Tsamadou is also the only official nudist beach on Samos with the eastern end set aside for naturists.
The inland hills rise to the hill village of Vourliotes which has panoramic views out to the sea and over the sweeping fields of vines. This area of Samos is noted for its world-class winemaking.
This region produces more wine, mostly Muscat, than any other on Samos and the quality is very good with local wines winning a clutch of international awards.
Fresh springs at Vourliotes help keep the landscape lush and green while the village is full of atmosphere with flower-decked walls, brightly painted doors and a charming central square lined with tavernas serving local delicacies.
Local sights include the chapel of Agios Ioannis, the monastery of Panagia Vrodiani dating from 1428 and one of the oldest on the island, as well as the medieval castle of Kastro Lazaros.
Nearby are the Pnaka springs, just below the village and a favourite picnic spot with shady plane-trees, fresh spring water and a picturesque little taverna.
The neighbouring village of Manolates may not be as pretty at Vourliotes but it does have a magnificent position at the head of a steep canyon and the hill village is a favourite starting point for treks up Mount Ambelos which looms above.
A marked trail begins at the end of a dirt track beyond Manolates village, just past some charcoal pits and a convent. The climb is not particularly steep, and walkers are rewarded with some remarkable views.
The road to Manolates passes through the Aidona Gorge, a traditional picnic spot where pavilions sit among the ivy-covered trees and nightingales sing on spring evenings.
Manolates village itself is set among rolling vineyards and has some excellent tavernas as well as several shops selling handmade pottery.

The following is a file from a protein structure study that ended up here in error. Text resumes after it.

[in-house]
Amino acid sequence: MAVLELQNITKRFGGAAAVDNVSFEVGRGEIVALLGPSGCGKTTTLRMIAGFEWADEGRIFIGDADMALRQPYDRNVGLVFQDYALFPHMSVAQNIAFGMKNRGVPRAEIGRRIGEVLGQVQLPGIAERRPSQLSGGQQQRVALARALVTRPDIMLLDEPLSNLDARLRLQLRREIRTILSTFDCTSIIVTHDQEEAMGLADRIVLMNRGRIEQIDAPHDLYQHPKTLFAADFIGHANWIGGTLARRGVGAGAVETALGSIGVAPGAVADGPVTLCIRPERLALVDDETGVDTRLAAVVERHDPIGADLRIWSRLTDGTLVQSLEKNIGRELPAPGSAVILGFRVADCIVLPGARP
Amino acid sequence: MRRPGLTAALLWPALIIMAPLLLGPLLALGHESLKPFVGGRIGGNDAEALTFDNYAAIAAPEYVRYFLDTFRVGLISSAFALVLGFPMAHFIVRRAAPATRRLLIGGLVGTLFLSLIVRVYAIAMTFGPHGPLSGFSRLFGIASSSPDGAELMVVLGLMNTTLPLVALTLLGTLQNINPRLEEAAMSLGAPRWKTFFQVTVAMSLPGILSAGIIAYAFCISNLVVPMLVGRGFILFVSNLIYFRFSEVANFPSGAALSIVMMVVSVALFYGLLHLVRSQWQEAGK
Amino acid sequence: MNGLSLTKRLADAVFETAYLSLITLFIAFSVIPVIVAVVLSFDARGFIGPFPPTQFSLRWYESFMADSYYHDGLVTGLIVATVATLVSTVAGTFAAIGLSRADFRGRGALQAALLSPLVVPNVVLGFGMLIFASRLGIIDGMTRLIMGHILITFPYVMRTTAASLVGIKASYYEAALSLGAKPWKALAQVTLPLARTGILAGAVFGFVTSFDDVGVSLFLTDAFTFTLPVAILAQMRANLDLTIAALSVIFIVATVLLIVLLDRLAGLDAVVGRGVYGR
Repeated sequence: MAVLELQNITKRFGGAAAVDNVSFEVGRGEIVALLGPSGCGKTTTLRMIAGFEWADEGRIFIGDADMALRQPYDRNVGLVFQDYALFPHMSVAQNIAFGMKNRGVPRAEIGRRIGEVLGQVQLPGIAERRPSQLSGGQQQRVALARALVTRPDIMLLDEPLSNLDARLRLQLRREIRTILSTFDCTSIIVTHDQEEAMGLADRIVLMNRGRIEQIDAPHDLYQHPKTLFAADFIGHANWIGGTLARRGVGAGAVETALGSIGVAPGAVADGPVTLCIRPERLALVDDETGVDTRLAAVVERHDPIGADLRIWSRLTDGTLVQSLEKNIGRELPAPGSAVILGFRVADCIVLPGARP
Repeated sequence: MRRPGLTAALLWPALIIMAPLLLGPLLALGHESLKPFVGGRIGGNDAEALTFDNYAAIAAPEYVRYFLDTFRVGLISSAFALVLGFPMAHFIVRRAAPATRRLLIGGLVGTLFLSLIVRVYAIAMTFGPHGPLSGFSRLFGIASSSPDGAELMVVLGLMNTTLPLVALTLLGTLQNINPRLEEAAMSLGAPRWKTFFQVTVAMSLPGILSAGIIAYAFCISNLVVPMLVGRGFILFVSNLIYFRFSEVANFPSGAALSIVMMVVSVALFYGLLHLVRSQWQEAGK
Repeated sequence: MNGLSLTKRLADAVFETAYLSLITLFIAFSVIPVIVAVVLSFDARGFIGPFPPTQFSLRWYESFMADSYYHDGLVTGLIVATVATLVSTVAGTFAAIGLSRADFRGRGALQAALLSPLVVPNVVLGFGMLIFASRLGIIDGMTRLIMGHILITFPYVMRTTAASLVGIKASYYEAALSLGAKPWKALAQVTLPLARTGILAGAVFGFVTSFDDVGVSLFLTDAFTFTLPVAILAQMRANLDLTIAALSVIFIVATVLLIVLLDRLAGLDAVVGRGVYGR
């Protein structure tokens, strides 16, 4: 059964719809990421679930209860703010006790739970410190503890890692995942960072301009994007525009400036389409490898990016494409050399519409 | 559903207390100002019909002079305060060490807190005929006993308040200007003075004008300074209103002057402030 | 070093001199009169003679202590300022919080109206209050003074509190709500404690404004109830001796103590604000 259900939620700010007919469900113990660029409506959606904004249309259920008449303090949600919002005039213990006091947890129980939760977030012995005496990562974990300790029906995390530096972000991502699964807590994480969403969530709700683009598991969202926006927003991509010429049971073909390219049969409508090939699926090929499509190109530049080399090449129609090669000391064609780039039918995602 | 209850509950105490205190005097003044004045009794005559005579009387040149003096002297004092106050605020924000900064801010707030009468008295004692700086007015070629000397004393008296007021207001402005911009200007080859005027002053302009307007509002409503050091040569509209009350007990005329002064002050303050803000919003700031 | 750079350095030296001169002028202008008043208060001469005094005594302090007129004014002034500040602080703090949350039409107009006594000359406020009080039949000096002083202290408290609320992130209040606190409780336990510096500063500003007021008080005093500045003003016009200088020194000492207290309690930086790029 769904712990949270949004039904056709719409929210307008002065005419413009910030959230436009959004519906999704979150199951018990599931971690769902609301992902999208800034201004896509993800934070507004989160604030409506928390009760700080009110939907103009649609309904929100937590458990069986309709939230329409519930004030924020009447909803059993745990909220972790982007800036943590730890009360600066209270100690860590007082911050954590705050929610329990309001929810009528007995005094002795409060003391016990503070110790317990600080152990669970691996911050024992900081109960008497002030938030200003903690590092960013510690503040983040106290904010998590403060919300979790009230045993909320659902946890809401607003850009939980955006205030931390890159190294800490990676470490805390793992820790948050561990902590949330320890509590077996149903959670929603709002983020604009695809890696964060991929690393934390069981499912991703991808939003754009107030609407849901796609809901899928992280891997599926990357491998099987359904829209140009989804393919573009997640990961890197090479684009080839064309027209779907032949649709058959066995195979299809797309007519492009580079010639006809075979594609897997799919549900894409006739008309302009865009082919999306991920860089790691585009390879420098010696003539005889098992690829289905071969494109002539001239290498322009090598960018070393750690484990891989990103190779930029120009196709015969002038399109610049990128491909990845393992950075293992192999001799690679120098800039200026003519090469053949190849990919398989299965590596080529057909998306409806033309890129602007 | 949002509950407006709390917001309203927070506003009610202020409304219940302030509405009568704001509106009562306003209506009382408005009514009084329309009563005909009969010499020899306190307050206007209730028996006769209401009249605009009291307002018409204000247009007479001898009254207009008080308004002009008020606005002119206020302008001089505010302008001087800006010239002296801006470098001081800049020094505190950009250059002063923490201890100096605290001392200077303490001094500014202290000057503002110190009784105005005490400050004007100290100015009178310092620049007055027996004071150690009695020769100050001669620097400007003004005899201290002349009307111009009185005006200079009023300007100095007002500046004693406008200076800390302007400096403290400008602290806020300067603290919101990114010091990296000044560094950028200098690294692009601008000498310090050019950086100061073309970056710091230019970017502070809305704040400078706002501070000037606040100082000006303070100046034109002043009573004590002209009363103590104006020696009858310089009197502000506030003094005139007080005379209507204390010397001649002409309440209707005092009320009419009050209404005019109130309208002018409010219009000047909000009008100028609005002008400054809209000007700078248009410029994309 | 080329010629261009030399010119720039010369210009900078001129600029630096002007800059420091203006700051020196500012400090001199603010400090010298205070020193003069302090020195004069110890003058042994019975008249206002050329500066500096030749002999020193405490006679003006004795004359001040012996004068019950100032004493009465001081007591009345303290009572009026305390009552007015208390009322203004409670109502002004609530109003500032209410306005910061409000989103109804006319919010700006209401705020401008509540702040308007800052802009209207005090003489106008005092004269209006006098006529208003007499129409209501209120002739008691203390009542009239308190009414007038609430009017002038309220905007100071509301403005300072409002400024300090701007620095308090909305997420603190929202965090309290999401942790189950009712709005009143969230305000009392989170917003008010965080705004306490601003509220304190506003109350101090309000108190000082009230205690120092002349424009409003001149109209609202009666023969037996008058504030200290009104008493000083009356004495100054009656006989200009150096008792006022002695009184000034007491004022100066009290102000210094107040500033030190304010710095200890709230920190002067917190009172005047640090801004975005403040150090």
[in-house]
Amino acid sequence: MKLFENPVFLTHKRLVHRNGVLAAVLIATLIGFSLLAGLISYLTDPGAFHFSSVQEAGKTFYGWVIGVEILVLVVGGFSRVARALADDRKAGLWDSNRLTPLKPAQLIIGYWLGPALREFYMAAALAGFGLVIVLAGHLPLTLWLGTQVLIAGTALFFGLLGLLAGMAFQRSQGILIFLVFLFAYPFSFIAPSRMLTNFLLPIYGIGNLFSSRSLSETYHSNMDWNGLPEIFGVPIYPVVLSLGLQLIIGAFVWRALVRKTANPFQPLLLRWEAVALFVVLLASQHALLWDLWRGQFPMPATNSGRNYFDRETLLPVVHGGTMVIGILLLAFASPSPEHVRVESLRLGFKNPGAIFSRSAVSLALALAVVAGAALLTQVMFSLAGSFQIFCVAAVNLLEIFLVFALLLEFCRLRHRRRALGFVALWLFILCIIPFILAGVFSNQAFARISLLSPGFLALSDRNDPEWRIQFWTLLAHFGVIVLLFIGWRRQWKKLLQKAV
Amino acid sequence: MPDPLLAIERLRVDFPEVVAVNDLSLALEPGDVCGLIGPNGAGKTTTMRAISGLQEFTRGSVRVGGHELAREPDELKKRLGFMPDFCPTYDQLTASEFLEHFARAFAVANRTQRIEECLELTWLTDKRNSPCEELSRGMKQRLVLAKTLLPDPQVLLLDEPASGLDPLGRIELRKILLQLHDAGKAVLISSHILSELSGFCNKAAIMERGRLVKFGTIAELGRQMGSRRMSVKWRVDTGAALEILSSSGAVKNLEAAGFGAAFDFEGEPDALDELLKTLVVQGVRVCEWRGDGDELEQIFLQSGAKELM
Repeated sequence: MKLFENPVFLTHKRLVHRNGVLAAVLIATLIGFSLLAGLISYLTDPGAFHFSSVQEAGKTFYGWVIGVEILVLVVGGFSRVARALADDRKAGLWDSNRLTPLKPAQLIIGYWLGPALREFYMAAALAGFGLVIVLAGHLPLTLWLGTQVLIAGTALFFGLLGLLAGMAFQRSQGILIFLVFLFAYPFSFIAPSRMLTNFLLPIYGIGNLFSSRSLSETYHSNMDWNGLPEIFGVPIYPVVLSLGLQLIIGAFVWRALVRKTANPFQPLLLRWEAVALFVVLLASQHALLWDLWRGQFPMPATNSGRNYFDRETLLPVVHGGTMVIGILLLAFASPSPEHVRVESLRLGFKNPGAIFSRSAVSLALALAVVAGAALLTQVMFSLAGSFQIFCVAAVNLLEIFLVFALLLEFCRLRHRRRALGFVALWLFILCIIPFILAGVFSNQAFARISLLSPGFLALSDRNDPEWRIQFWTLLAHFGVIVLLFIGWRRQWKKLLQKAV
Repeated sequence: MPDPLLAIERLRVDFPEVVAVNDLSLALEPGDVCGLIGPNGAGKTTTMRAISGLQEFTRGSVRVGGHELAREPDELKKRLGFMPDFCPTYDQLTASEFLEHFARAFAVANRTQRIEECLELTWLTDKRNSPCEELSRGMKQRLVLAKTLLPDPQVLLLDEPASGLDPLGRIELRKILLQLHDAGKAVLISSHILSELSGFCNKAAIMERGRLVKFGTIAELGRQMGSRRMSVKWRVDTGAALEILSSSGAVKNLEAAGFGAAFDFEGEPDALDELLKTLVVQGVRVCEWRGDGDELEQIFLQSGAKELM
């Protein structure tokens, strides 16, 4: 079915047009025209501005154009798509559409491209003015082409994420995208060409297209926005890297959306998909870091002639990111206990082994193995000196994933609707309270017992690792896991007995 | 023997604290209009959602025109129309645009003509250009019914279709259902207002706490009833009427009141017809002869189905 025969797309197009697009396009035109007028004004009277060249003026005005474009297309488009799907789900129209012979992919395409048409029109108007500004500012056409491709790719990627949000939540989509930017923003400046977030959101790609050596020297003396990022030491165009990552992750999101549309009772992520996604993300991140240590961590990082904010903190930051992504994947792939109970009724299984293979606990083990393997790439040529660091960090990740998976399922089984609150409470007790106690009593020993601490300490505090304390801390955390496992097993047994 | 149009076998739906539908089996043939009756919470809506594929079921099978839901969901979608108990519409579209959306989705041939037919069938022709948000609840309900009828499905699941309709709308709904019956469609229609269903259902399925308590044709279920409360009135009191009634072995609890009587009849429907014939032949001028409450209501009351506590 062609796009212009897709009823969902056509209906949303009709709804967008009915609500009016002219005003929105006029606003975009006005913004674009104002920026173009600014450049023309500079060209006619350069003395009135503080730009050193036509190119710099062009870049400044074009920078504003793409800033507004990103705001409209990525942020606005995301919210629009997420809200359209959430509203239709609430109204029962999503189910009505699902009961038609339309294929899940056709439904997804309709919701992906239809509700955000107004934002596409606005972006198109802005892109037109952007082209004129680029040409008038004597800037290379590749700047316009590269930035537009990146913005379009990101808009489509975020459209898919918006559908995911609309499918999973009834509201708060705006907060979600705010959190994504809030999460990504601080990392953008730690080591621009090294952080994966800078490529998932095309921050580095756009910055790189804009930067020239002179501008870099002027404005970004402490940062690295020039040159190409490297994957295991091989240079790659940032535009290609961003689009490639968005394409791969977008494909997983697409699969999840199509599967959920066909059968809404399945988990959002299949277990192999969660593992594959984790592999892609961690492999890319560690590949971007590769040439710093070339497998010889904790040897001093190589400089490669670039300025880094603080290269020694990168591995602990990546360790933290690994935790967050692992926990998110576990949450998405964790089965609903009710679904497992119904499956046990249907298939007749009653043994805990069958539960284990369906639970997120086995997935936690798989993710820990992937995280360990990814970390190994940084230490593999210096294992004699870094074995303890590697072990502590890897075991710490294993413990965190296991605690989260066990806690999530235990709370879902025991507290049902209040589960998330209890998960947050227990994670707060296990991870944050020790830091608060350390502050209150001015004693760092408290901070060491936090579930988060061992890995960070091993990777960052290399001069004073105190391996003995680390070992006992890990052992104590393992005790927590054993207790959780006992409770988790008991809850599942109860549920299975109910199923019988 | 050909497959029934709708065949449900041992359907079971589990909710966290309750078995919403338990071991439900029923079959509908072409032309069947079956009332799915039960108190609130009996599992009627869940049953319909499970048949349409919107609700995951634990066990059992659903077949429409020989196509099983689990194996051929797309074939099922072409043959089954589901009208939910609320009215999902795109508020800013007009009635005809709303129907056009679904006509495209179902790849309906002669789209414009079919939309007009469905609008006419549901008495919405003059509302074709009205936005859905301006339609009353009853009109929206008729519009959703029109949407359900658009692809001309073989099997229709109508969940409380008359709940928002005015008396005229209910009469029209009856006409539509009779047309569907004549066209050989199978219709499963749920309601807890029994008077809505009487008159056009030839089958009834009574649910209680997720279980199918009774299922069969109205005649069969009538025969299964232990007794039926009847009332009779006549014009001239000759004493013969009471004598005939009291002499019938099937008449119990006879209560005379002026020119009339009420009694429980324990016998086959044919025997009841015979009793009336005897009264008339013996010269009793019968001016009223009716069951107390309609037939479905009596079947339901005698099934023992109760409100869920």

A couple of kilometres north of Tsamadou the sheltered beach at Avlakia, tiny and often bypassed by tourists. Only about 150 people live here and the beach is just a thin strip of white stone backed by large tamarisk trees and a wall of bamboo for added shelter.
But Avlakia is a beautiful spot with houses hugging the shoreline and a couple of choice waterside tavernas sitting between the beach and an impressive rock outcrop headland.
The road snakes north around the headland to another north-facing stone and pebble strip at Tsambou, or Tsabou, only a short walk from Avlakia. The pretty beach is mostly large white pebbles hemmed in between cliffs.
There is little in the way of shade and visitors will need a sunbed as the large stones are uncomfortable. Good parking is available at the back of the beach and a small taverna opens in the summer. Regular buses run to Avlakia.
Agios Konstantinos is a pretty coastal village sadly marred by a dreary concrete shoreline esplanade. The rocky beach is walled in and considered so ugly that even the locals apologise for it.
The village, however, named after a church, built in 1890, is a delightful mix of attractive stone houses peppered with large tavernas. In fact, there are two settlements here, Ano (upper) and Kato (lower), about 500 meters apart and both are surrounded by vineyards.
The beach is a very long strip of steeply banked shingle with little shade. Just to the east, along the coast, is the hamlet of Platanakia, which takes its name from the huge plane trees that dominate the main square. Several large tavernas make this a favourite with 'Greek Night' tour buses.